TORONTO--Intensive chemotherapy can cure patients with high-grade
non-Hodgkins lymphoma (NHL), but many patients fail to enter
complete remission or relapse after a complete response.
A study presented at the 45th annual meeting of the Society of
Nuclear Medicine shows that use of whole-body fluorine-18-fluorodeoxyglucose
positron emission tomography (FDG-PET) after two chemotherapy cycles
may help to predict which patients will achieve a complete response
and which patients will respond poorly to chemotherapy and might
benefit from alternative treatment modalities.
"Patients with early response to chemotherapy (indicated by a
normal FDG-PET scan after two or three cycles) have a high
probability of progression-free survival," said Pierre Rigo, MD,
professor of nuclear medicine, University Hospital, Liège, Belgium.
In this study, from the Divisions of Hematology and Nuclear Medicine,
20 patients with confirmed non-Hodgkins lymphoma were imaged
with FDG-PET before treatment and again after two to three cycles of
chemotherapy. The absence or presence of abnormal radiotracer (FDG)
uptake was correlated to clinical outcome.
FDG-PET imaging after two to three chemotherapy cycles showed that
seven patients still had increased FDG uptake in one or more of the
tumor sites active at diagnosis.
Of these seven patients, four did not achieve a complete response
after completion of chemotherapy and eventually had disease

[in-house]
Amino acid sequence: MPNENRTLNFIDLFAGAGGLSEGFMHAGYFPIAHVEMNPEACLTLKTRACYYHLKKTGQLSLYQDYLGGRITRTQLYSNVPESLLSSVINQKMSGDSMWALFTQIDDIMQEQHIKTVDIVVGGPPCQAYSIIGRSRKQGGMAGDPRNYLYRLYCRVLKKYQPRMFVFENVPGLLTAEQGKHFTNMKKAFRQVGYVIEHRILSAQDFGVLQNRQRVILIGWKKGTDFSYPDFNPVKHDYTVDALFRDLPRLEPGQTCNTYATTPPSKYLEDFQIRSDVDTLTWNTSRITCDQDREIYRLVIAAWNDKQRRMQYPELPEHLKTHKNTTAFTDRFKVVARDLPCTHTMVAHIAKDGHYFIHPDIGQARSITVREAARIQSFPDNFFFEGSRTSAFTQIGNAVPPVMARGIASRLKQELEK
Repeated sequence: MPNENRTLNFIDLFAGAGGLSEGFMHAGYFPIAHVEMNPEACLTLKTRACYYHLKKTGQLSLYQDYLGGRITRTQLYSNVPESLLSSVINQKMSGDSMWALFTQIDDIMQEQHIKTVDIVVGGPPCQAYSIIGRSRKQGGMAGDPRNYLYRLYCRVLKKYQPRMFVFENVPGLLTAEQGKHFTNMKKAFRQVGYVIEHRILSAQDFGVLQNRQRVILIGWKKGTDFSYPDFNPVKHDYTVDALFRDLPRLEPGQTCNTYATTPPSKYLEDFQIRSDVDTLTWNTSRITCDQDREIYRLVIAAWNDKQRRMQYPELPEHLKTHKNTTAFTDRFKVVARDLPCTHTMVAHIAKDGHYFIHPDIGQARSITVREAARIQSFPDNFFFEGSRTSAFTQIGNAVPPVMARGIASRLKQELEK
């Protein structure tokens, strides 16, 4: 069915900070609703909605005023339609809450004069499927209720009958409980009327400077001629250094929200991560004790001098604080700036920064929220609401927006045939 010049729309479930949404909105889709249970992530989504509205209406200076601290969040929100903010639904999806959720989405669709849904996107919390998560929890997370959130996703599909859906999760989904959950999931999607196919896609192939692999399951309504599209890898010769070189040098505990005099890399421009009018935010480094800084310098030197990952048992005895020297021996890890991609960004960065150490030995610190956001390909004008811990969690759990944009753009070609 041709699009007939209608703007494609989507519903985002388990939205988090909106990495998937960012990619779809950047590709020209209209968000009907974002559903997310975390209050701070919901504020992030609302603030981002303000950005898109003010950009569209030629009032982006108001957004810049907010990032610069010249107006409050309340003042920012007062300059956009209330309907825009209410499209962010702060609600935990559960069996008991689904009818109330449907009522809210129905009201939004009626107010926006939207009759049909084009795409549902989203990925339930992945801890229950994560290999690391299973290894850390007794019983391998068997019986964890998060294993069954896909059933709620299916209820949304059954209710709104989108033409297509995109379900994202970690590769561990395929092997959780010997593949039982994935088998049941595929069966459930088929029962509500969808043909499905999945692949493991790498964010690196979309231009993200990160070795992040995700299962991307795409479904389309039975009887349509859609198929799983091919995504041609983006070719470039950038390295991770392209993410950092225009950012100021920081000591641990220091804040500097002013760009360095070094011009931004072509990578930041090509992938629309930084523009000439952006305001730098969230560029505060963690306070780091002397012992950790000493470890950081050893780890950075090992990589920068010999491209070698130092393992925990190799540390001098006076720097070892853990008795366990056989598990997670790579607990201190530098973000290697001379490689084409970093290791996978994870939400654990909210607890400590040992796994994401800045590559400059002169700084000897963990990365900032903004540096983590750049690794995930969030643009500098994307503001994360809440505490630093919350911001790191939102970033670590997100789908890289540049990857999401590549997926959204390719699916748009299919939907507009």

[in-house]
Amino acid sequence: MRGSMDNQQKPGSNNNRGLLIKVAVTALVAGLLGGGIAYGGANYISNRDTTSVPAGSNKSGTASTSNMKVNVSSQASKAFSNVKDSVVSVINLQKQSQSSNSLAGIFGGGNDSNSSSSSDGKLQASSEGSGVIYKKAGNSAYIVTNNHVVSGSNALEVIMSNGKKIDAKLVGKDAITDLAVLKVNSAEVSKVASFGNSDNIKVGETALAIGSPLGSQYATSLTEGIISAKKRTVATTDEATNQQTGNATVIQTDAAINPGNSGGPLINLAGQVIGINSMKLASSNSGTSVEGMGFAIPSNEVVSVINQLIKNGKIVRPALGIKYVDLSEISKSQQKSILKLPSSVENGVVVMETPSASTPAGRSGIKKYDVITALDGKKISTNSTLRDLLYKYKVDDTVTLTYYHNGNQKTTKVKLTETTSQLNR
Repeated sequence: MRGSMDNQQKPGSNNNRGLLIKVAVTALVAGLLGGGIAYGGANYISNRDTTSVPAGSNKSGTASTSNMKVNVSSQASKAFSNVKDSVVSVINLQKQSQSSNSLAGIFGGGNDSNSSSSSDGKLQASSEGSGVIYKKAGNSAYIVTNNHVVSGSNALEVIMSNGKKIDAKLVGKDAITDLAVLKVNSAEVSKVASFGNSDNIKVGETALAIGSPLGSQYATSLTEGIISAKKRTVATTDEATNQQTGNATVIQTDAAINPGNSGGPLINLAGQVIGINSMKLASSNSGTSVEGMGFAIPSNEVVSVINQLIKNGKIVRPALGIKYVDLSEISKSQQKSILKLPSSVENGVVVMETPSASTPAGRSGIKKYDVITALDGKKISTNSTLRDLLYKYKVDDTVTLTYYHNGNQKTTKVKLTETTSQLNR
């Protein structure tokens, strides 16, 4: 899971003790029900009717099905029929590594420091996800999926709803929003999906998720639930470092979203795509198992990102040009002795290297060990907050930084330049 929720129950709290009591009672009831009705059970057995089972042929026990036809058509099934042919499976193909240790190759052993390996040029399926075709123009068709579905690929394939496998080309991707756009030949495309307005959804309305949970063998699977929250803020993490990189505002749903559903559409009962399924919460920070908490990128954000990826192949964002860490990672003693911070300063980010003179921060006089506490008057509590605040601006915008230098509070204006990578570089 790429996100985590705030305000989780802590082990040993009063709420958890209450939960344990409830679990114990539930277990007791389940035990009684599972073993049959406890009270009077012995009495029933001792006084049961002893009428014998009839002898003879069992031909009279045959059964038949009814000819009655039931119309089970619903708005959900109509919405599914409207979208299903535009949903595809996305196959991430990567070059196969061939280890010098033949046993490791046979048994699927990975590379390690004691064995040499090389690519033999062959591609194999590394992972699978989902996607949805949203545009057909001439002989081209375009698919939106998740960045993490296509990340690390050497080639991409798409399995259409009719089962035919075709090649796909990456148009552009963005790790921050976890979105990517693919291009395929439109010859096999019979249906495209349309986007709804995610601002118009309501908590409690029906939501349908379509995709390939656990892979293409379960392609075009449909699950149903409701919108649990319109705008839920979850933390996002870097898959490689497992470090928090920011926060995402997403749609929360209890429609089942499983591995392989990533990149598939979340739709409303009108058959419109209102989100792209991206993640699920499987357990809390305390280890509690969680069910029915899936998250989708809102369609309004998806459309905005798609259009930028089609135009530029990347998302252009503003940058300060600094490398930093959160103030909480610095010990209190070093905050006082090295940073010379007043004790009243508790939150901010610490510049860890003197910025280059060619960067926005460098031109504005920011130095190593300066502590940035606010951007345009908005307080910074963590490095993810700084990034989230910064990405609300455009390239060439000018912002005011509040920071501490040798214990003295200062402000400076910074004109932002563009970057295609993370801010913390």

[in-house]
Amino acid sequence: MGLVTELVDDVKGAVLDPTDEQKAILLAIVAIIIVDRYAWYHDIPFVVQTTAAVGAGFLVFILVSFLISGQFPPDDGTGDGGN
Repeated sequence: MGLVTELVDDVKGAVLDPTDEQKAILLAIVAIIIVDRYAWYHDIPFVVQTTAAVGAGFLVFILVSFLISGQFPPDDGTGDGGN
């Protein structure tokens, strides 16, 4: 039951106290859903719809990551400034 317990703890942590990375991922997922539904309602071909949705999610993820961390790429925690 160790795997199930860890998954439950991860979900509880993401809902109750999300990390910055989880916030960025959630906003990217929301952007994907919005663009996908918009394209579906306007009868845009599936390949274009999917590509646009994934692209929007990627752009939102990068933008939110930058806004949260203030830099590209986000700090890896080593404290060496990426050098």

progression. Two patients who did enter complete remission relapsed
at 12 and 20 months, respectively; and one patient remains in
complete remission at 30 months. Five of these patients have died.
The remaining 13 patients all had negative FDG-PET results after two
to three cycles of chemotherapy (Figure 1),
and all entered into complete response. Of these, 11 remain in
complete response at up to 36 months after their cancer diagnosis,
and two have relapsed at 6 and 14 months, respectively, and have died
of thier lymphoma.
Lower CR Rate With Positive PET
The probability of achieving a complete response was lower in
patients with a positive FDG-PET scan (43% vs 100% for those with
negative PET scans), Dr. Rigo said. Overall survival and
progression-free survival were also significantly different between
the two groups (Figure 2).
"Patients with positive PET scans after chemotherapy is
initiated need more frequent monitoring and probably additional
treatment," Dr. Rigo said. "However, more experience and
confirmation of these results are needed before we recommend any
change in patient management based on FDG-PET during chemotherapy."
If PET is not available, he said, monitoring of chemotherapy in
patients with non-Hodgkins lymphoma could be undertaken with
FDG and positron coincidence-detection systems. Such systems use
dual-head scintillation cameras to perform both conventional nuclear
medicine imaging (such as SPECT) and PET.
"We conclude that FDG-PET after 2 to 3 chemotherapy cycles for
high-grade NHL is predictive of outcome," he said.